"There's a level of self-preservation for me in every work. Lara Ogel's video, 'What (else) grows in the dark,' is a Sunday morning come-down, an eerie video of pieced-together found clips about mushrooms and mushroom picking and categorization. The images and music recall the pleasure and pain of a Saturday night spent out late. Mushrooms, like night owls, do not need energy from the sun," wrote O'Rourke. ":mentalKLINIK's works reflect the attitude of a Sunday morning -- the idea that it can be anything dependent on the whos, wheres, and whens. The uncanny quality of their works, and the inability to qualify their practice as having any one particular aesthetic or material form is balanced by their ever-present attention to quotidian politics and social mores."
Presently in New York as founding director of the Ballon Rouge Collective, for which she is preparing Kathy Battista's curation of Carmen Argote's show, "Warm is a Black" in East Harlem, O'Rourke sees Sunday Morning as universally adaptable, with its colorful irony, its sense of humor which speaks to the prevailing contemporary style, less seen in Turkey than elsewhere. For her, the title concept of Sunday Morning is a reference to home, though not as a mere idea entirely divorced from place. While she experiences Sunday morning differently in her childhood home in New York as compared with her self-made home in Istanbul, there is an enduring nostalgia, renewal and rejuvenation that transcends geography and memory, perhaps instilled by what the British biologist Rupert Sheldrake termed "morphic resonance," patterns of time that sway events and behavior, a phenomenon that could explain the specific emotional quality that always mysteriously returns during the early, idle hours on Sundays.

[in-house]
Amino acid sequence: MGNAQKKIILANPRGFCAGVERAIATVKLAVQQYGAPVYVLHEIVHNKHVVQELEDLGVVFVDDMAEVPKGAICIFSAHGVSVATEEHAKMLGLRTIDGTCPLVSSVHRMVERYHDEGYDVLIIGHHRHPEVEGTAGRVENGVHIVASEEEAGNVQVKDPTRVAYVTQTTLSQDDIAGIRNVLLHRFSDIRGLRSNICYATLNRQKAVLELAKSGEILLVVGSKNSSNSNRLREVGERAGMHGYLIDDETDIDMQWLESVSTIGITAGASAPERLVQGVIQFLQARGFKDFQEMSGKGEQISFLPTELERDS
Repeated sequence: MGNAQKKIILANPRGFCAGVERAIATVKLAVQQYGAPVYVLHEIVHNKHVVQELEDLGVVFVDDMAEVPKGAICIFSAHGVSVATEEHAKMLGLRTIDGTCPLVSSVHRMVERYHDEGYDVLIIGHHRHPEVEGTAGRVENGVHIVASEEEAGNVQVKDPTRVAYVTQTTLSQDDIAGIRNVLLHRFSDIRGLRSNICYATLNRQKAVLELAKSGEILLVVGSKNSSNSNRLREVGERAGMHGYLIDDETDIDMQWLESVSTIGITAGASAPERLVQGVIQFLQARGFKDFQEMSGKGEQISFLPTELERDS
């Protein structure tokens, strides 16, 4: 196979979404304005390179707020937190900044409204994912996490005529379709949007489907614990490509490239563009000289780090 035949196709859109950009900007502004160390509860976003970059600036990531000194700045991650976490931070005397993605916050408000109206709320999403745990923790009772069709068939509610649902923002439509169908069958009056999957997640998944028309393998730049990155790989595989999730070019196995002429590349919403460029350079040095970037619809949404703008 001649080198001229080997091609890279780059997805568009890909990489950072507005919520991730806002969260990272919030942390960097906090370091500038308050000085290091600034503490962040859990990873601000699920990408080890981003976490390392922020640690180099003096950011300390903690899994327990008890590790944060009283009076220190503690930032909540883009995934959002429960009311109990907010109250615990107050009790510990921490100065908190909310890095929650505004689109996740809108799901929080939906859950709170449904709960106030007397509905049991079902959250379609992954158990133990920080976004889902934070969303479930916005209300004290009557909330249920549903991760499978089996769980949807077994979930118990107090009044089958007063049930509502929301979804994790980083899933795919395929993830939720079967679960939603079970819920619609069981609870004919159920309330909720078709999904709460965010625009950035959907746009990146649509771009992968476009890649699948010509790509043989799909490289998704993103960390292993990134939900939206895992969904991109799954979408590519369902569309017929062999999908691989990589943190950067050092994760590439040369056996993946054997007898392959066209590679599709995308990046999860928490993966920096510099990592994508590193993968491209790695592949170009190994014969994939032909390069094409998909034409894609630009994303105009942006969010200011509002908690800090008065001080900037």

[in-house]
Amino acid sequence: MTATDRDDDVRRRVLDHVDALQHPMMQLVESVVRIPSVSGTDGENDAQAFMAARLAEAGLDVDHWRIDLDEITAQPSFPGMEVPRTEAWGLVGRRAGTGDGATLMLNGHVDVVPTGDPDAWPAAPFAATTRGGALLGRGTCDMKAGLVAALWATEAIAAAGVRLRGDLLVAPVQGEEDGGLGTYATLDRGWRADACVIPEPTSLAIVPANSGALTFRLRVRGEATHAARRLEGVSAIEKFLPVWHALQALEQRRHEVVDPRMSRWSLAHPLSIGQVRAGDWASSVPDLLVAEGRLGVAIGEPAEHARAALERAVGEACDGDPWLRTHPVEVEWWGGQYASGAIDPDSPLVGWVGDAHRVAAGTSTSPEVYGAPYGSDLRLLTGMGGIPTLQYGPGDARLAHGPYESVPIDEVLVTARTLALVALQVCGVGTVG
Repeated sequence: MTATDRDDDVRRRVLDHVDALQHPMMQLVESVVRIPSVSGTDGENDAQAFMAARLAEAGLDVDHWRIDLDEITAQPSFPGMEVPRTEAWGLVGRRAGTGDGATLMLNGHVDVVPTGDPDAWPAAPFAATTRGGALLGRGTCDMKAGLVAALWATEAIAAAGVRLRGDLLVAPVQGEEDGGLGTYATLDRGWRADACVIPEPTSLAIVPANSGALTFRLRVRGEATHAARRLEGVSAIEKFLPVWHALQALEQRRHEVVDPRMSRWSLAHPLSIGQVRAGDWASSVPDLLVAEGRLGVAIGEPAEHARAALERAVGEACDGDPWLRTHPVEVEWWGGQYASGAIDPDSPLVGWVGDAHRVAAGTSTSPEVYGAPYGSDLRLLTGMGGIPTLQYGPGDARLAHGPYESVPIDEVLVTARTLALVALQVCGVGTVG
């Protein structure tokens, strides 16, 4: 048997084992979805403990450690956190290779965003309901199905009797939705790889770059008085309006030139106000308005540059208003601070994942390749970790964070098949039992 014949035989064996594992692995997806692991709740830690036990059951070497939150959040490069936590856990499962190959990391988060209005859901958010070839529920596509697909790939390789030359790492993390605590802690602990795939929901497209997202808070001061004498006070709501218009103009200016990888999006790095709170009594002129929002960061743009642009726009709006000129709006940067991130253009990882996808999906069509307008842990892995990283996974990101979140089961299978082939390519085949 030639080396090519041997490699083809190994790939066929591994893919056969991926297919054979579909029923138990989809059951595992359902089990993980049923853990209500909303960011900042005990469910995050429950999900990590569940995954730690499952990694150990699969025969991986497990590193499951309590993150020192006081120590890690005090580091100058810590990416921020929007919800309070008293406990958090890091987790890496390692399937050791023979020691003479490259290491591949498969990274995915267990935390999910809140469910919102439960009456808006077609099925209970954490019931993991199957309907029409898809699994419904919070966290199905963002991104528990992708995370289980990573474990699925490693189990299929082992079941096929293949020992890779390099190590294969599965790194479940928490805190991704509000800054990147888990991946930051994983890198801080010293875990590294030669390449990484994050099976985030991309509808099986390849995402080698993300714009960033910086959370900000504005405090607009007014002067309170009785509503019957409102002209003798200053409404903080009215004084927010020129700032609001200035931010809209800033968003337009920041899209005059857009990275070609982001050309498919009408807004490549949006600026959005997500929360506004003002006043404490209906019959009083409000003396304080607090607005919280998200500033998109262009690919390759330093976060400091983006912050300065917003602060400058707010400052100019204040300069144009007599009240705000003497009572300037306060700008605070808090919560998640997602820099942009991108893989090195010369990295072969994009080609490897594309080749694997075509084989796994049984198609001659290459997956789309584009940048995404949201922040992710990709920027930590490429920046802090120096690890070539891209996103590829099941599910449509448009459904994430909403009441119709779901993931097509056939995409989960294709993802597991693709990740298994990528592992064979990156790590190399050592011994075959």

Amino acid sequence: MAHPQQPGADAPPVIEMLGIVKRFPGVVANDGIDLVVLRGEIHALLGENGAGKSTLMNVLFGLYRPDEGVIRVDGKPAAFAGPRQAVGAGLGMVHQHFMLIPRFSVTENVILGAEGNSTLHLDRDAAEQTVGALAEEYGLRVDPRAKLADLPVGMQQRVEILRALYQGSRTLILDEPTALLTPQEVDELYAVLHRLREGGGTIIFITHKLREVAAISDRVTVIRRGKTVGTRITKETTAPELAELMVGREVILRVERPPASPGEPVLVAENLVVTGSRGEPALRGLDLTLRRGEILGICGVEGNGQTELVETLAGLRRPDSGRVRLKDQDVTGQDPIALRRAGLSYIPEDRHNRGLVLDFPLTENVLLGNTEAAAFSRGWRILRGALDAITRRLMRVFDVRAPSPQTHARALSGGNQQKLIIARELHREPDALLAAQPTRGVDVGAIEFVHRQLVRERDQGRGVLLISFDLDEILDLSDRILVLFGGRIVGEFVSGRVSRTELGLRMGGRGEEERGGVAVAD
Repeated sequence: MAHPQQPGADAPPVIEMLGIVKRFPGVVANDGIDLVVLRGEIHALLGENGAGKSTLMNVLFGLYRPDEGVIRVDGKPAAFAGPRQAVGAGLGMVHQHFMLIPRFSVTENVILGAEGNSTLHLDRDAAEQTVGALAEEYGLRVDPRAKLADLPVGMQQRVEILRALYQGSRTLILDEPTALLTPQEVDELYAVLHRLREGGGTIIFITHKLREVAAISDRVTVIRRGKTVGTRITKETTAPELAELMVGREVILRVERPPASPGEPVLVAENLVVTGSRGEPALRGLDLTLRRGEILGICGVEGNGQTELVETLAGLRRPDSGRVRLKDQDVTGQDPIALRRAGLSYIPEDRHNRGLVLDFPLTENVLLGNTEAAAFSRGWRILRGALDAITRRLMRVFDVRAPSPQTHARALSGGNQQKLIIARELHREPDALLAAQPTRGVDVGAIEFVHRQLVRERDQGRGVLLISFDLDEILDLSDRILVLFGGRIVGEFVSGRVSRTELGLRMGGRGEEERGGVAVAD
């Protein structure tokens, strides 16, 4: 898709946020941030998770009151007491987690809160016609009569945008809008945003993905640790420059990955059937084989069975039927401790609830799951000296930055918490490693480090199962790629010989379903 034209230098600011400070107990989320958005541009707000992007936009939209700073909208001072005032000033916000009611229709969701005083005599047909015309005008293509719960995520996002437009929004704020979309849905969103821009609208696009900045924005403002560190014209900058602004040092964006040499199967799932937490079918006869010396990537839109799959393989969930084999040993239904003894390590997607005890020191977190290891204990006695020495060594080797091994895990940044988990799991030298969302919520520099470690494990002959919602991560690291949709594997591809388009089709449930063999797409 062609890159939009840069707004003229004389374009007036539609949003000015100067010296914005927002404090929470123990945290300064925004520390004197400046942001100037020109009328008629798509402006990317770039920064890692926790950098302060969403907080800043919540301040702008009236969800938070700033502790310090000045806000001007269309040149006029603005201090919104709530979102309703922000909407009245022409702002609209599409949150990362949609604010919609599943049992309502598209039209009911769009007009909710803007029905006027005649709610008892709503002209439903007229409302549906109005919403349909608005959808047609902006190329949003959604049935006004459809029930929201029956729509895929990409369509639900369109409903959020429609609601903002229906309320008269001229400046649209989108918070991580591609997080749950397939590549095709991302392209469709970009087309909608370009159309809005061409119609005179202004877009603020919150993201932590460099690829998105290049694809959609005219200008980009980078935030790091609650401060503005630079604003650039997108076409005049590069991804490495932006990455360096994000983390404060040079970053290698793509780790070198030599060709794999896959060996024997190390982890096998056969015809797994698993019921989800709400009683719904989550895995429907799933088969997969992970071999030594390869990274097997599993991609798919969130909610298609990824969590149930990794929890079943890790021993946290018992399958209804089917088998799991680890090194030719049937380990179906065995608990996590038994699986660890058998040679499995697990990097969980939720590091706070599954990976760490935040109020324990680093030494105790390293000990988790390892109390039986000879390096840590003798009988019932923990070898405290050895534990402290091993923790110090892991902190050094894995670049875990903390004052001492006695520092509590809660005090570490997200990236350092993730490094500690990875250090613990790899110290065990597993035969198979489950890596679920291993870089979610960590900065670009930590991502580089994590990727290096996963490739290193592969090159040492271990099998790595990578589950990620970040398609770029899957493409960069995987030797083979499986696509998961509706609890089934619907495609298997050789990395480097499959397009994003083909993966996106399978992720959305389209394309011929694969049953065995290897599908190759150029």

"I was nervous putting up this show. I purposefully and intentionally went for the lighthearted which was a scarier and more daunting task than a show with a serious or weighty subject matter," wrote O'Rourke, who respects Galerist as one of the most important contemporary galleries in Turkey now in the cultural moment in terms of its artist representation and how significantly they participate in international fairs. "It's more personally revealing, and easier to criticize because I don't have some hard to understand philosophical concept to protect me. This show is a bit like stand-up comedy. It's personal, it's meandering, it's insightful when it's great, and it's a relief. And, it's difficult to pull off."